Hot Weather and Horses

It is important to know how to keep your horse healthy and happy during warm days with summer approaching. Many horses find hot weather uncomfortable, but you can do a variety of things to reduce risks and keep them comfortable.

How to keep your horse well hydrated

It is essential to keep your horse from becoming dehydrated as we approach the warmer months. 

An average horse can drink up to 50 litres of water a day in hot weather. It is necessary always to have a source of clean water. If your horse isn’t drinking much, it may be because when water is left to stand, it can become warm and unpleasant to drink. Changing water often prevent this.

When in the field, you should ensure any drinking water source is clean and fresh. If there is silt in drinking water, it can lead to sand colic. If there are multiple horses in a field, then it is best to have multiple water sources. This prevents any individuals from being chased away from the only source of water. BHS suggests keeping water away from the corners of a field so that horses cannot become cornered by others.

In hot weather, horses, just like us, will sweat a lot more. Electrolytes are lost when they sweat and need to be replaced. It would be best if you considered providing mineral licks or adding electrolytes to feed. There is more information on adding electrolytes to your horses’ diet in Dr David Marlin’s article.

How to prevent overheating

In hot weather, it is a lot easier for your horse to overheat. If they cannot keep cool, then they may suffer from heat exhaustion or heat stroke. There are a few steps you can take to prevent this.

You should make sure that shade is available when your horse is turned out. A field shelter is ideal, but trees and hedges can provide shade also. If the weather is particularly hot, you might want to plan around it. Turning your horse out in the cooler morning or evening can allow them to avoid the hottest part of the day.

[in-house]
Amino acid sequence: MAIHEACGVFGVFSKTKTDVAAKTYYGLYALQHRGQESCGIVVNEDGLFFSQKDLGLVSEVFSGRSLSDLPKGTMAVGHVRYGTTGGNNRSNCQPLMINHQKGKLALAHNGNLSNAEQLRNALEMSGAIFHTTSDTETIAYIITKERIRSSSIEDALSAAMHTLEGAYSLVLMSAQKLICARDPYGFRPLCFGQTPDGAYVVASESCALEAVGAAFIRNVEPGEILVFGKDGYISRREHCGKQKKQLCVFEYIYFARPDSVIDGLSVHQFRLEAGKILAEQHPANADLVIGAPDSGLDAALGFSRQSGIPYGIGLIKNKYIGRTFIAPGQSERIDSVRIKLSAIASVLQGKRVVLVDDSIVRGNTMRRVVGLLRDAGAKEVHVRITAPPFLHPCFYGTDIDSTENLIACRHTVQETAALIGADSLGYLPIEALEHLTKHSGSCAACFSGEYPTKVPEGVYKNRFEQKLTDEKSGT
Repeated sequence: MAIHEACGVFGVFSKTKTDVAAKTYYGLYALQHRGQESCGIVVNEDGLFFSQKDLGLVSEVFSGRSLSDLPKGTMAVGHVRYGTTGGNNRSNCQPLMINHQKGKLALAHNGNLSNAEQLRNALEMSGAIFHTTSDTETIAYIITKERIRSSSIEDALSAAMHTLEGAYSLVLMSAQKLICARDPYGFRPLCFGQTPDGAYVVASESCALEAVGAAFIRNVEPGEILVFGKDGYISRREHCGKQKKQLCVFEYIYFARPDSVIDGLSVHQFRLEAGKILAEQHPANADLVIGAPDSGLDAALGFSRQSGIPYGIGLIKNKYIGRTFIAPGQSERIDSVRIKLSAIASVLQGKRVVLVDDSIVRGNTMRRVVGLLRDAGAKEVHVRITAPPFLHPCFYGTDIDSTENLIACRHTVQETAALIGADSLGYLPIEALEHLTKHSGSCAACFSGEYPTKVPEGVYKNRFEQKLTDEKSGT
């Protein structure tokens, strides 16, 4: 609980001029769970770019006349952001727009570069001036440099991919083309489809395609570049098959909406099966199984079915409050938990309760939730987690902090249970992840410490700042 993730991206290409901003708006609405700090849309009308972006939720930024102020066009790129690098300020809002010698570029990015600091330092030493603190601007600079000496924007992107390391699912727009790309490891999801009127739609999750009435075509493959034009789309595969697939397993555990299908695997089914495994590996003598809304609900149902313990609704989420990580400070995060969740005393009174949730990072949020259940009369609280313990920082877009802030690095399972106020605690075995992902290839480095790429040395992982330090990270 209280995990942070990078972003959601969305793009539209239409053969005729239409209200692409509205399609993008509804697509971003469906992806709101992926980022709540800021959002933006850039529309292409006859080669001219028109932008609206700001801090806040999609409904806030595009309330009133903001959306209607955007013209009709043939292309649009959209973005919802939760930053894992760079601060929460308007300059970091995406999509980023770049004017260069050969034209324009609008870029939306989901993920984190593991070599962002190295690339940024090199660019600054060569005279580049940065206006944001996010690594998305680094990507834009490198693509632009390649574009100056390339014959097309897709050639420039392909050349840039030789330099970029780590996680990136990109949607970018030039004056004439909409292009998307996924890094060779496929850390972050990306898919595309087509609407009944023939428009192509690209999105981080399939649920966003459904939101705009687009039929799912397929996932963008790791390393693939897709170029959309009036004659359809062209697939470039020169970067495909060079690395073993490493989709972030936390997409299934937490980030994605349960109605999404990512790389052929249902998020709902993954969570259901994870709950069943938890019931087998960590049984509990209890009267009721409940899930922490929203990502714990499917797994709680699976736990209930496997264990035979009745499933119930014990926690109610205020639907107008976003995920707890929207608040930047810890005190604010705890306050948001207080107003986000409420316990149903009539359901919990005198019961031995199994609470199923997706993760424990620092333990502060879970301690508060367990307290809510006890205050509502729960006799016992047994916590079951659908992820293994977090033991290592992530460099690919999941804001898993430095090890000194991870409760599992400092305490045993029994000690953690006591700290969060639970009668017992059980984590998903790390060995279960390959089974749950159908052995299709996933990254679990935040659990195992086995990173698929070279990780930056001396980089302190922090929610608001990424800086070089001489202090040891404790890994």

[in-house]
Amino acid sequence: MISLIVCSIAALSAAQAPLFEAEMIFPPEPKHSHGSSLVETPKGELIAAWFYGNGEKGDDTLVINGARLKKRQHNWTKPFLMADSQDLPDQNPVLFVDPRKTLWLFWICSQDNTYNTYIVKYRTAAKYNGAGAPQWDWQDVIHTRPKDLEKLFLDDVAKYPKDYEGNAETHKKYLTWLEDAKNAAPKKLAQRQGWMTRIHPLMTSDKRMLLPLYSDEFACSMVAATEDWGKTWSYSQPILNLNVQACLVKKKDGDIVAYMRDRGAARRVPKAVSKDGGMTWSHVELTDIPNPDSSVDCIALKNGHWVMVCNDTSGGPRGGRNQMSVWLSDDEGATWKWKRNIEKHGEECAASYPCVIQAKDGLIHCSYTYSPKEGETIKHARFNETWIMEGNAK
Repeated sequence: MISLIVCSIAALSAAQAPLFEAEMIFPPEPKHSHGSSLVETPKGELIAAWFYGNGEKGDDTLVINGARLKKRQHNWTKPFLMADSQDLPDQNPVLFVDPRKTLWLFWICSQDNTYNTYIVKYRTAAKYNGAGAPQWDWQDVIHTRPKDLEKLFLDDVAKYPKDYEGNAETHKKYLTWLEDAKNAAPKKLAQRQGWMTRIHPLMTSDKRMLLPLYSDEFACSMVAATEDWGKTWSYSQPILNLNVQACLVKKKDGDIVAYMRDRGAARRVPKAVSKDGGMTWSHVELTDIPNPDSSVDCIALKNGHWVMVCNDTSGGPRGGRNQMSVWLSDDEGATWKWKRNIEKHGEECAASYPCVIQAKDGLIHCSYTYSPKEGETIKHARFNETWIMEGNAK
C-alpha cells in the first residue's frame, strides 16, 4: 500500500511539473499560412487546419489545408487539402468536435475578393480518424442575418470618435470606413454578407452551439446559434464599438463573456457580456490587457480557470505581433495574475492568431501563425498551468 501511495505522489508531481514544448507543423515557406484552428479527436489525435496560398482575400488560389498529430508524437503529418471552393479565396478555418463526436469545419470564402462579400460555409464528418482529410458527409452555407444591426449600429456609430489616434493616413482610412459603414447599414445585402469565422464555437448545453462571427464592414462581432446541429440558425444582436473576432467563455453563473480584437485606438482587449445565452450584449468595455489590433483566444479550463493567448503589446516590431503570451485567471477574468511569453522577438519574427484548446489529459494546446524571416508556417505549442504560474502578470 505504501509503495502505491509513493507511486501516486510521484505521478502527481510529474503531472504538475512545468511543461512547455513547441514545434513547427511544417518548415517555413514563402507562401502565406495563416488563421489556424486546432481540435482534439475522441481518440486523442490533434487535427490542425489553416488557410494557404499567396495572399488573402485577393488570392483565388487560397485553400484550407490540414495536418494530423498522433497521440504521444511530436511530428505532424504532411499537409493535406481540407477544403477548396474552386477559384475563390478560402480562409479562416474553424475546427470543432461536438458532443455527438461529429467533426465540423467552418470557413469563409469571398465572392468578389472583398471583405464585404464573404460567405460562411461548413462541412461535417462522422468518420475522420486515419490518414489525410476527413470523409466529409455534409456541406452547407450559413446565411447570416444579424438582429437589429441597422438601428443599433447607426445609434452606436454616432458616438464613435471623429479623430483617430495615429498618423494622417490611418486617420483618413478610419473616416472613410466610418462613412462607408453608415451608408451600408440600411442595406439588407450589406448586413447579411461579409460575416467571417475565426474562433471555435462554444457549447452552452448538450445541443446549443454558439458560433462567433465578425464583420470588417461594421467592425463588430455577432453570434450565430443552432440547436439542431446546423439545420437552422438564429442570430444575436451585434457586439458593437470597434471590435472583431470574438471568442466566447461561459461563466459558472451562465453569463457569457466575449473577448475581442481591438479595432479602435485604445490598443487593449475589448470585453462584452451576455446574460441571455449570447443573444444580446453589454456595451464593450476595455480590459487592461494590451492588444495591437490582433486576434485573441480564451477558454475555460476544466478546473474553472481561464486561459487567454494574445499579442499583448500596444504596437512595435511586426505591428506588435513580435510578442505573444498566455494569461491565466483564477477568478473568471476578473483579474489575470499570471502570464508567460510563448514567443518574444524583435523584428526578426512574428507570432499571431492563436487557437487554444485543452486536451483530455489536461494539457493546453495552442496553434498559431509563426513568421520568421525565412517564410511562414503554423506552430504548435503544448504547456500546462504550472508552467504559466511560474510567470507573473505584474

When your horse is stabled, you should ensure that the stables are well ventilated. If it is safe to do so, you can use fans to help create a breeze on the warmest days.

Plan exercise and rides for early morning or evening when it is coolest. Make sure to take regular breaks during exercise. Be sure to provide plenty of water after working your horse. There is no increased risk of colic from drinking directly after exercise, so you can let them drink as much as they need. After exercise, you can pour cool water over your horse the help them cool down.

If your horse has long hair, it might be good to clip them. This can help to keep them cool. Similarly, you may want to apply sun cream to your horses if they are out in the sun even more if they have pink skin and pale hair. Applying sun cream to exposed areas such as the muzzle and ears can prevent sunburn. You can find the best sun cream options in this Article by Horse & Hound.

How to recognise dehydration or heat exhaustion and what to do if they occur

It is essential to keep an eye on your horse’s health in hot weather. Dehydration, heat exhaustion, and heatstroke can pose serious health concerns. It would help if you kept an eye out for any signs of these issues so you can take the correct action to ensure your horses’ wellbeing.

Dehydration can be identified by:

  • Dark urine
  • Fewer droppings
  • Less frequent urination
  • Lethargy
  • A dry mouth and skin
  • Dull eyes
  • Dark gums

If you notice your horse shows signs of dehydration, you should move them to a cool area and provide plentiful drinking water. If your horse doesn’t want to drink, you can add a mint or apple juice flavouring to encourage them to do so.

Heat exhaustion can be signified by:

  • Fast and shallow breathing
  • Nostril-flaring
  • Irregular heartbeat
  • Lower appetite and thirst,
  • Slow recovery from exercise
  • Muscle spasms.

If you believe your horse shows signs of heat exhaustion, you should move them into the shade and call the vet. You can cool your horse by pouring cold water over its body. Whilst waiting for your vet, you should keep a close eye out for any other symptoms. Heat exhaustion can progress into heatstroke. Heatstroke can lead to your horse becoming unsteady or collapsing and can cause serious health problems.

We hope you and your horses enjoy the warm weather together and make the most of the summer!

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